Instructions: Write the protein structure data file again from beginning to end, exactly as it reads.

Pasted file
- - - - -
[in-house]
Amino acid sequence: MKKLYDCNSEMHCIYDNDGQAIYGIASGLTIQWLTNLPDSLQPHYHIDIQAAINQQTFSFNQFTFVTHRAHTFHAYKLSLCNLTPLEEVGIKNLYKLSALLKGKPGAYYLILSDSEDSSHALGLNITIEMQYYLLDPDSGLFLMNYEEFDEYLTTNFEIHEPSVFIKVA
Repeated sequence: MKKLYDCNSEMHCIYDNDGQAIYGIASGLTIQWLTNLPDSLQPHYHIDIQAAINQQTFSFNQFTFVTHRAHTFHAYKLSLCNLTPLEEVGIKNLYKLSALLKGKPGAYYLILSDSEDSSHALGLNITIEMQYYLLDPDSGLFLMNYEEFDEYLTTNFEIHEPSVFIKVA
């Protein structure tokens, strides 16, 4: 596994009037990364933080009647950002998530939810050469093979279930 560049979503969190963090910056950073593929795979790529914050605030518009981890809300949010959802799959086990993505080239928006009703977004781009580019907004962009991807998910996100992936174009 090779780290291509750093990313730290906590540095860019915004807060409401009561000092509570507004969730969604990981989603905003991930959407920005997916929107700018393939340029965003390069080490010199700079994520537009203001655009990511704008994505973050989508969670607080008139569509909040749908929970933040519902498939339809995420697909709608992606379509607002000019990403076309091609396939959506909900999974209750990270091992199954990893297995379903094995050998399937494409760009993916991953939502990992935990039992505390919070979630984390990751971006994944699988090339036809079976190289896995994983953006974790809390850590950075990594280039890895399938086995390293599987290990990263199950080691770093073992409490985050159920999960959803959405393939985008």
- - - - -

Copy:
[in-house]
Amino acid sequence: MKKLYDCNSEMHCIYDNDGQAIYGIASGLTIQWLTNLPDSLQPHYHIDIQAAINQQTFSFNQFTFVTHRAHTFHAYKLSLCNLTPLEEVGIKNLYKLSALLKGKPGAYYLILSDSEDSSHALGLNITIEMQYYLLDPDSGLFLMNYEEFDEYLTTNFEIHEPSVFIKVA
Repeated sequence: MKKLYDCNSEMHCIYDNDGQAIYGIASGLTIQWLTNLPDSLQPHYHIDIQAAINQQTFSFNQFTFVTHRAHTFHAYKLSLCNLTPLEEVGIKNLYKLSALLKGKPGAYYLILSDSEDSSHALGLNITIEMQYYLLDPDSGLFLMNYEEFDEYLTTNFEIHEPSVFIKVA
């Protein structure tokens, strides 16, 4: 596994009037990364933080009647950002998530939810050469093979279930 560049979503969190963090910056950073593929795979790529914050605030518009981890809300949010959802799959086990993505080239928006009703977004781009580019907004962009991807998910996100992936174009 090779780290291509750093990313730290906590540095860019915004807060409401009561000092509570507004969730969604990981989603905003991930959407920005997916929107700018393939340029965003390069080490010199700079994520537009203001655009990511704008994505973050989508969670607080008139569509909040749908929970933040519902498939339809995420697909709608992606379509607002000019990403076309091609396939959506909900999974209750990270091992199954990893297995379903094995050998399937494409760009993916991953939502990992935990039992505390919070979630984390990751971006994944699988090339036809079976190289896995994983953006974790809390850590950075990594280039890895399938086995390293599987290990990263199950080691770093073992409490985050159920999960959803959405393939985008």